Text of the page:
The New Laws And Changes To Your Tax Starting Today
Starting today, the Coalition's changes to tax policy will be implemented. Here's everything you need to know about what's changing.
The end of the Financial Year brings a host of changes to tax policies that you may (or may not) be across, including some big changes to super, HELP debt, small business owners and pensions.
In 2018, the government passed the Low and Middle-Income Tax Offset (LMITO), which was designed to give low and middle-income earners a small bonus from their tax return.
The LMITO provides a maximum of $530 to those earning between $48,000 and $90,000 and big earners (those earning above $126,000) get no benefit at all.
The LMITO will now be raised to a maximum of $1,080 for single earners and up to $2,160 for dual-income families.
However, Matt Grudnoff from the Australia Institute, told 10 daily that this is only Stage 1 of the Government's new -- so far, unlegislated --tax plan and while this stage has bi-partisan support, Stage 3 will provide a heavy benefit to high-income earners.
Stage 3 is expected to be heavily contested in Parliament when it resumes on July 2.
There are going to be some big changes to super
Super policies are changing drastically, with the intention of protecting people who don't pay attention to their super and don't have a great deal in their accounts.
Accounts with balances less than $6,000 will have fees capped at 3 percent to avoid super getting eaten away by fund fees.
It is also going to be illegal from this point on for funds to demand exiting fees.
However, the changes to super fee policy have the potential to leave Australians stranded without life insurance.
Some of the biggest fees super funds have are insurance for permanent disability, death and income protection. However, you can not claim on more than one of the policies, said Grudnoff. Meaning that if you are both permanently injured and can't work, you can only claim on one.
From July 1 super funds that have not been accessed for 16 months will have the insurance fees stopped, which is intended as a protective policy but also means that if people don't have another super fund, they won't be covered at all.
"The super industry has pointed out that if someone was taking a break from employment (say to raise kids) and was injured or killed then they would miss out on a payout unless they contacted their super fund to tell them to keep paying insurance fees," said Grudnoff.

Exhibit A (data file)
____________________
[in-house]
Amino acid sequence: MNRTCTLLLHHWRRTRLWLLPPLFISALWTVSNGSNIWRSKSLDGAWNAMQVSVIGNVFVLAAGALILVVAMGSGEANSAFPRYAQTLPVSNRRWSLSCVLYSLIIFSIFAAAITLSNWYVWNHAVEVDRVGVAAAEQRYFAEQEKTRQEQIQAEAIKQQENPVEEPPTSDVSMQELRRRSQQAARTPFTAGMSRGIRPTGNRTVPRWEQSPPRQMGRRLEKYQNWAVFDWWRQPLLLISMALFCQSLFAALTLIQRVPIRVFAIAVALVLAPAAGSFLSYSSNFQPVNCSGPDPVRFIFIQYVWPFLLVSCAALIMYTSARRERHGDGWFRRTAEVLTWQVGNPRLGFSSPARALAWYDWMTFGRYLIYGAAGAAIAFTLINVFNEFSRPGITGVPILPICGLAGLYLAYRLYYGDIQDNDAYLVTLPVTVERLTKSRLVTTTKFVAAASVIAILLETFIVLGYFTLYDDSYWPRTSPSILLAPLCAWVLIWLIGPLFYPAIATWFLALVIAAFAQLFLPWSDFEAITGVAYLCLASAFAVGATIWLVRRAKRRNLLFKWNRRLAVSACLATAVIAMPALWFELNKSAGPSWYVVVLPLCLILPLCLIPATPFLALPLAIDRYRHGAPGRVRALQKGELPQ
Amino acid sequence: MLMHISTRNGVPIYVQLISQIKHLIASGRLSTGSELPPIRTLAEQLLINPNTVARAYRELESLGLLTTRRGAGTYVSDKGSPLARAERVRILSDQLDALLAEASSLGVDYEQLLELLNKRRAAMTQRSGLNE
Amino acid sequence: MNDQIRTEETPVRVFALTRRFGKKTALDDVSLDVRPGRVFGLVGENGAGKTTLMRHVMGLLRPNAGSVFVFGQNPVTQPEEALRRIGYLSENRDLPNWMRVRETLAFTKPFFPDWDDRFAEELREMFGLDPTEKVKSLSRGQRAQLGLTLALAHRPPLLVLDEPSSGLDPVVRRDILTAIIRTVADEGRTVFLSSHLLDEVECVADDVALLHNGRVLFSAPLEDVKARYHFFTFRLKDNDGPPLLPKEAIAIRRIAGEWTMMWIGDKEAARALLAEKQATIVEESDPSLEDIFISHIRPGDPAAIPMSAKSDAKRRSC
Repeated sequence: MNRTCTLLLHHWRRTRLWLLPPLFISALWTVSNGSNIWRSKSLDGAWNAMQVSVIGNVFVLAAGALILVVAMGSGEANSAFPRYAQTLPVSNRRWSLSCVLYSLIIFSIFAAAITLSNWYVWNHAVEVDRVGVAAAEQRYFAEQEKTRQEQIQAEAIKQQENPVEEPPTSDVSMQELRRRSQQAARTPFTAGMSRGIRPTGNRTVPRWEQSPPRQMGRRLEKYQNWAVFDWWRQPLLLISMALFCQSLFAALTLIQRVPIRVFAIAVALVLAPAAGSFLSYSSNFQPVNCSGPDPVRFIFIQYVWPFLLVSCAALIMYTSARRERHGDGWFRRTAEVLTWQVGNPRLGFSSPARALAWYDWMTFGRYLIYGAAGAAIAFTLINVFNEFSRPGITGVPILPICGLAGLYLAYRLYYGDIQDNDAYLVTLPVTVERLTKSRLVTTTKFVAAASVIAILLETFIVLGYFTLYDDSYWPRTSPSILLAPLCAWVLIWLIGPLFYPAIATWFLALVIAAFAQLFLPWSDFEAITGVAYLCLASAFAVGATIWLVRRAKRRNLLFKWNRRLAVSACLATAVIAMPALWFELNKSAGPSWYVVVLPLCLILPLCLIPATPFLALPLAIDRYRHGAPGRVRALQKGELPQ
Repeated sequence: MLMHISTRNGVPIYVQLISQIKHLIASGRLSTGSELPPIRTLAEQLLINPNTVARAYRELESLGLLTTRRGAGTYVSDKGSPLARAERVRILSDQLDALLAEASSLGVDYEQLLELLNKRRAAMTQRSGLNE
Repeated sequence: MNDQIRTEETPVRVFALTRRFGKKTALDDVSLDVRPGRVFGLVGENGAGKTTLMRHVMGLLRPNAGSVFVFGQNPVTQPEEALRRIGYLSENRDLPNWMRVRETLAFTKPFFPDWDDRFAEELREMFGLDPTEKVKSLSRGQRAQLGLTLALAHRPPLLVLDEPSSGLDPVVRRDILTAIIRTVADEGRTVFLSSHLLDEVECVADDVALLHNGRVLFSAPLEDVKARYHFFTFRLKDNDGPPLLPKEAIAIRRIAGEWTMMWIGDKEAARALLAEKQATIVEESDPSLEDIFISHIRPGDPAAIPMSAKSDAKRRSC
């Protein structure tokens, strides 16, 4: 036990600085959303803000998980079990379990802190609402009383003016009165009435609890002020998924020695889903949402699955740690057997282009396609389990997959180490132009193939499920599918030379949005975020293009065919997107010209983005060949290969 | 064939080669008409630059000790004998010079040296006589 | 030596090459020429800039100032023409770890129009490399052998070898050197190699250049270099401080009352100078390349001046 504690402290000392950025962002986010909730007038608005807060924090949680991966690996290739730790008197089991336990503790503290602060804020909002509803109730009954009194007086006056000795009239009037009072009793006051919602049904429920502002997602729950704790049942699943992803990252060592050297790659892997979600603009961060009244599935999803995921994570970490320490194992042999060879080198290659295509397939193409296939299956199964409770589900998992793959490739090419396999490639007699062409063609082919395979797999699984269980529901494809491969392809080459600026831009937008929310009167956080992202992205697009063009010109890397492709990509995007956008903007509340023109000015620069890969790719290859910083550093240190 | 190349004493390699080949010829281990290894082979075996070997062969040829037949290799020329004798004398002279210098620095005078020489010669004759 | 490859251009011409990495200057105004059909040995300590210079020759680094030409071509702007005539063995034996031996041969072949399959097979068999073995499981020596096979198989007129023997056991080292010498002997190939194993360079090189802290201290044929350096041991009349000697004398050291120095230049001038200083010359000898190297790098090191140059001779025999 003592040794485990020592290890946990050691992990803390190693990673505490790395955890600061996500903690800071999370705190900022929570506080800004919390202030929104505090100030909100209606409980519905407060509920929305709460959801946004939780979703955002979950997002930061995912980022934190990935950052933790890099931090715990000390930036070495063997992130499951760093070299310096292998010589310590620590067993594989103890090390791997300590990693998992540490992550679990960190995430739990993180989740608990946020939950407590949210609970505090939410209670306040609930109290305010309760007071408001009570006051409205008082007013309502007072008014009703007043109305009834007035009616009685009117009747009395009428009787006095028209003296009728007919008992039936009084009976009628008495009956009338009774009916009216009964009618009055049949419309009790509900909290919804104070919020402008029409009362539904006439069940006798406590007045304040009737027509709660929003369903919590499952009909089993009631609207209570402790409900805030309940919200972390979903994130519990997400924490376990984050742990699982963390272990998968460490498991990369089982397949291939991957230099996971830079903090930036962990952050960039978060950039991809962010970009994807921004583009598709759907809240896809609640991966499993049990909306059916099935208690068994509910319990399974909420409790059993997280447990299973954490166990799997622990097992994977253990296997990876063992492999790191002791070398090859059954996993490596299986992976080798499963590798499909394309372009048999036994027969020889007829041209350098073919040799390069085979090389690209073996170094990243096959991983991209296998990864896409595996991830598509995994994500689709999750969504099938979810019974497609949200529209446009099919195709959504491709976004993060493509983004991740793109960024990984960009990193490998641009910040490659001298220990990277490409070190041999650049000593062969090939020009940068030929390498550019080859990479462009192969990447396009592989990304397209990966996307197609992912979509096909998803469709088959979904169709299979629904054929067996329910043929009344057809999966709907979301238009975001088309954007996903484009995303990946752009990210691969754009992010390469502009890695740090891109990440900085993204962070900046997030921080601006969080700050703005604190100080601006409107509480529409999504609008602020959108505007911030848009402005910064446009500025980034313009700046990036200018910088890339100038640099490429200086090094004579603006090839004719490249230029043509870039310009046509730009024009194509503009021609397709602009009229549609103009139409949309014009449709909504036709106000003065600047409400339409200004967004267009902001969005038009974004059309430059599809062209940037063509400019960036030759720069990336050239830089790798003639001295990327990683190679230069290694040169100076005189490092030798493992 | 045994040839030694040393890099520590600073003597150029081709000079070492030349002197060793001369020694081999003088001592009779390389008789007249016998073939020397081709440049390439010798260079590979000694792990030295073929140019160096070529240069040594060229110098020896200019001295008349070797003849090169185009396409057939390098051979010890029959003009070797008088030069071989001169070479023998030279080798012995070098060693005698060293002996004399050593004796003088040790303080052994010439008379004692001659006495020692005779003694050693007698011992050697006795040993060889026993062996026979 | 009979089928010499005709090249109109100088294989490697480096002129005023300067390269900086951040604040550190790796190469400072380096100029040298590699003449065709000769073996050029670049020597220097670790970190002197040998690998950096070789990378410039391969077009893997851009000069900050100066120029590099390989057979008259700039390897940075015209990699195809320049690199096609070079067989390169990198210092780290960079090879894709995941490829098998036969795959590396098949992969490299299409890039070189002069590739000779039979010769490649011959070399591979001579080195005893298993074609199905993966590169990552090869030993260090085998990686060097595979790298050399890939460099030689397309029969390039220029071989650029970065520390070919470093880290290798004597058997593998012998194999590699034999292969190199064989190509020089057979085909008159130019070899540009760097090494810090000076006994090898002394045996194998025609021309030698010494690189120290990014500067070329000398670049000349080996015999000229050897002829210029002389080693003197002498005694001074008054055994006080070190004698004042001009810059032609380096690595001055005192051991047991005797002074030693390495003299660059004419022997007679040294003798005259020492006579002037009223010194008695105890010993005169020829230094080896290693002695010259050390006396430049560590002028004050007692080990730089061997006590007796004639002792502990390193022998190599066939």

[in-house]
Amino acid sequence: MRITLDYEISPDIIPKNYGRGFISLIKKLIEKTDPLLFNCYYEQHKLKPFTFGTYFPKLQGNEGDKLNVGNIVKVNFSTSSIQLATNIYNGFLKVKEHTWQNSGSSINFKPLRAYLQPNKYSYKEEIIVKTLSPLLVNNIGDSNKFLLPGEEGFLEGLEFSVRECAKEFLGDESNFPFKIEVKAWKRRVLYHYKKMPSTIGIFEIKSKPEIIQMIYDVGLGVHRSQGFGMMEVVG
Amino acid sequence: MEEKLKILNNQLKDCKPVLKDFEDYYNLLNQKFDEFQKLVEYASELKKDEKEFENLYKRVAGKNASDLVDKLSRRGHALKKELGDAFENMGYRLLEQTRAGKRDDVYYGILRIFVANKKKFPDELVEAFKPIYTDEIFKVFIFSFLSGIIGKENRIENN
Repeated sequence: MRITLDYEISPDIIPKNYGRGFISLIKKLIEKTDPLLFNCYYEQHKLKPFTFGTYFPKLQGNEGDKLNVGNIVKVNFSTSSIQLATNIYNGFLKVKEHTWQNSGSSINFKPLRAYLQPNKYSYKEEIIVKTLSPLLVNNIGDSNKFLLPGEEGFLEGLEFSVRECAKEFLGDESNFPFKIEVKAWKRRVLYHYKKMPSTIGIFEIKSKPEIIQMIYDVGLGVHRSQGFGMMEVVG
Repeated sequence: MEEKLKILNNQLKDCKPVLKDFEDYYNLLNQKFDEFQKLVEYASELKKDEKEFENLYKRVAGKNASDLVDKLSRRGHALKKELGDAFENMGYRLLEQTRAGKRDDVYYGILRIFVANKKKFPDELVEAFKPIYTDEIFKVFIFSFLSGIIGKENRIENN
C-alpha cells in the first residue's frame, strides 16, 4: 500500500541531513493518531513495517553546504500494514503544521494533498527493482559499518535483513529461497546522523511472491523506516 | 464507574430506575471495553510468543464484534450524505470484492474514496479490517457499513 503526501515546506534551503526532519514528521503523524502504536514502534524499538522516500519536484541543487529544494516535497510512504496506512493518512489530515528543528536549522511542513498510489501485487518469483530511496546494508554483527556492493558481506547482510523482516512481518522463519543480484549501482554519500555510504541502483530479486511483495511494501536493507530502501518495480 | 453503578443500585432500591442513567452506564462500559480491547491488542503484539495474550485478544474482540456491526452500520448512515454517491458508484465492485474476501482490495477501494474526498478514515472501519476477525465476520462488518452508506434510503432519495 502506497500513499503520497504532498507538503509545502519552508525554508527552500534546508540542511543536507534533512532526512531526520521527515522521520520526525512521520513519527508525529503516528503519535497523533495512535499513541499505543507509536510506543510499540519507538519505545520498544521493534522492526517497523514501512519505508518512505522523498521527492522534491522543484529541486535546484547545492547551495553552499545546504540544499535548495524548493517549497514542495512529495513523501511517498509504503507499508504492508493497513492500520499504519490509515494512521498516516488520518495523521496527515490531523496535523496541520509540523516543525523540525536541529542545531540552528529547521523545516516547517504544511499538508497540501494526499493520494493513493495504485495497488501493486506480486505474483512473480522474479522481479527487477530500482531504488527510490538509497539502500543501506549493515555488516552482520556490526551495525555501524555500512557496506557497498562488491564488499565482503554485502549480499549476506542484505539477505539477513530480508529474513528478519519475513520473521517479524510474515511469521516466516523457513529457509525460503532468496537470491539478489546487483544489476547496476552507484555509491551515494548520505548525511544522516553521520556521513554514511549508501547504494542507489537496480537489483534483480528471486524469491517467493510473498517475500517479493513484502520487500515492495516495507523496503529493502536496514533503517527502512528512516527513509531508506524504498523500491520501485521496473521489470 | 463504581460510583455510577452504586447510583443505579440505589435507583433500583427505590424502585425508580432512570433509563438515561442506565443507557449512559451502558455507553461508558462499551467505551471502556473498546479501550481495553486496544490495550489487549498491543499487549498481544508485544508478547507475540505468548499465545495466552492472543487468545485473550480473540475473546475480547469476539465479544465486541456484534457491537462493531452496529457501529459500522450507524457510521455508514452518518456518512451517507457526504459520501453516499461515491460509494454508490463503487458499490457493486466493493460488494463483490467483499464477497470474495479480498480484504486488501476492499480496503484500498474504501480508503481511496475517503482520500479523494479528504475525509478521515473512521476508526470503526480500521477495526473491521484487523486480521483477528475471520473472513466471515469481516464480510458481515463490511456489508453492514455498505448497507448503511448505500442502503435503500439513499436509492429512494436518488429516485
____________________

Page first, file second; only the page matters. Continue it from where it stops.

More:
READ MORE: Government Tax Cuts: What You Need To Know
The income bracket for paying back Help Debt is being lowered
"In short, students are going to have to pay more for their degrees (bigger HELP loans) and they will have to start paying it off sooner and in larger amounts," said Grudnoff.
Degrees are going to cost more, with the amount of the degree that students will have to pay increasing from 42 percent to 46 percent.
The income threshold at which students now have to start repaying the debt is $42,000 -- down from $51,957.
All income brackets will also be required to pay back a bigger part of the loan.
"It's not bad enough that we try and price young people out of the housing market, the Government is now keen to force them to make bigger repayments on their HELP loan," said Grudnoff.
there are going to changes for families raising kids
Part A of the family tax benefit will change slightly by increasing the higher income free area from $94,316 to $98,98, benefiting high-income earners.
The Child Care Subsidy income thresholds are also changing, with the combined income thresholds reducing for some brackets:
Combined incomes between $68,163 and $173,163 will now receive the decreased subsidy of 50 percent.
Combined incomes between $252,453 and $342,453 will be reduced to 20 percent.
Other income brackets will remain stable.
The annual subsidy cap is also increasing slightly to $10,373 -- but most families won't be affected by this.
Pensioners are going to benefit
The Pension Loan Scheme (PLS), a scheme that has previously been little-used, is being extended to cover all Australians who claim a pension.
Grudnoff explains that the PLS is a reverse mortgage that "allows you to tap into the equity you have in your house in order to increase the amount you get from your pension."
Pensioners could increase fortnightly pension payments by 50 percent, with the additional money coming out of the equity of their houses.
When pensioners die, the house is sold and the Government takes the amount that was withdrawn in the reverse mortgage with the remainder going to heirs.
"It's a way that people who are asset rich but income poor can better fund their retirement," said Grudnoff.
The Work Bonus will also increase to $300 per fortnight, allowing pensioners to earn more from work before people's pensions reduce.
READ MORE: Do Tax Cuts Lead To Higher Wages?
The minimum wage is increasing
The national minimum wage will be increasing by 3 percent from the first full pay period on or after July 1.
This means that the current weekly minimum wage for a 38-hour working week will increase from $719.20 to $740.78.
Private health insurance statements will move to MyGov
Private health insurers are no longer obligated to send your private health insurance statements to you.
The reports will now be available in the pre-fill report or may need to be requested from insurers.